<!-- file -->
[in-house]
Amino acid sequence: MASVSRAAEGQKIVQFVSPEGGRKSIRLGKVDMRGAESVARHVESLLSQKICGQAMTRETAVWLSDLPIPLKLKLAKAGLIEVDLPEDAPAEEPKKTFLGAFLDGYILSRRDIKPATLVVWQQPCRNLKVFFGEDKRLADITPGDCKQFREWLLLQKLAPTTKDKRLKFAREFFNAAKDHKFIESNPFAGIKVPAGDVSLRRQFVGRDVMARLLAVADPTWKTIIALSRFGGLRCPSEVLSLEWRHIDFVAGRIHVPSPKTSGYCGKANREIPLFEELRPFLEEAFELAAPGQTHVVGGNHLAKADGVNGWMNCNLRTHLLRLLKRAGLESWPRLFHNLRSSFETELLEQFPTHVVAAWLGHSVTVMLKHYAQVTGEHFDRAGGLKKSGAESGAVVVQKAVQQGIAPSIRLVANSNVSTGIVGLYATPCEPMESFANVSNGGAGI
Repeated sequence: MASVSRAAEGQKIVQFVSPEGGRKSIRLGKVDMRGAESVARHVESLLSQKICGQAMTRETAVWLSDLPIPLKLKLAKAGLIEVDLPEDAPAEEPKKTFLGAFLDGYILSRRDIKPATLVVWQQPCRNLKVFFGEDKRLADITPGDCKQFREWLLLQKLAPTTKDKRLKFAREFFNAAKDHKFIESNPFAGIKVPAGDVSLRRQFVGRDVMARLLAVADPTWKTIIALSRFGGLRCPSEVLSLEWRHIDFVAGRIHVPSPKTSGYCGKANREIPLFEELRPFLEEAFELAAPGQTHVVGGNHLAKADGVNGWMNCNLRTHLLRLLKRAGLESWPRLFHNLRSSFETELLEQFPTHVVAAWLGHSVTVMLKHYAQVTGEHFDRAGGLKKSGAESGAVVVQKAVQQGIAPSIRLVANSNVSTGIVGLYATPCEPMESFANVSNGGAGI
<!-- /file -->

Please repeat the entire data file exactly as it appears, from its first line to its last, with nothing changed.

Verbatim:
[in-house]
Amino acid sequence: MASVSRAAEGQKIVQFVSPEGGRKSIRLGKVDMRGAESVARHVESLLSQKICGQAMTRETAVWLSDLPIPLKLKLAKAGLIEVDLPEDAPAEEPKKTFLGAFLDGYILSRRDIKPATLVVWQQPCRNLKVFFGEDKRLADITPGDCKQFREWLLLQKLAPTTKDKRLKFAREFFNAAKDHKFIESNPFAGIKVPAGDVSLRRQFVGRDVMARLLAVADPTWKTIIALSRFGGLRCPSEVLSLEWRHIDFVAGRIHVPSPKTSGYCGKANREIPLFEELRPFLEEAFELAAPGQTHVVGGNHLAKADGVNGWMNCNLRTHLLRLLKRAGLESWPRLFHNLRSSFETELLEQFPTHVVAAWLGHSVTVMLKHYAQVTGEHFDRAGGLKKSGAESGAVVVQKAVQQGIAPSIRLVANSNVSTGIVGLYATPCEPMESFANVSNGGAGI
Repeated sequence: MASVSRAAEGQKIVQFVSPEGGRKSIRLGKVDMRGAESVARHVESLLSQKICGQAMTRETAVWLSDLPIPLKLKLAKAGLIEVDLPEDAPAEEPKKTFLGAFLDGYILSRRDIKPATLVVWQQPCRNLKVFFGEDKRLADITPGDCKQFREWLLLQKLAPTTKDKRLKFAREFFNAAKDHKFIESNPFAGIKVPAGDVSLRRQFVGRDVMARLLAVADPTWKTIIALSRFGGLRCPSEVLSLEWRHIDFVAGRIHVPSPKTSGYCGKANREIPLFEELRPFLEEAFELAAPGQTHVVGGNHLAKADGVNGWMNCNLRTHLLRLLKRAGLESWPRLFHNLRSSFETELLEQFPTHVVAAWLGHSVTVMLKHYAQVTGEHFDRAGGLKKSGAESGAVVVQKAVQQGIAPSIRLVANSNVSTGIVGLYATPCEPMESFANVSNGGAGI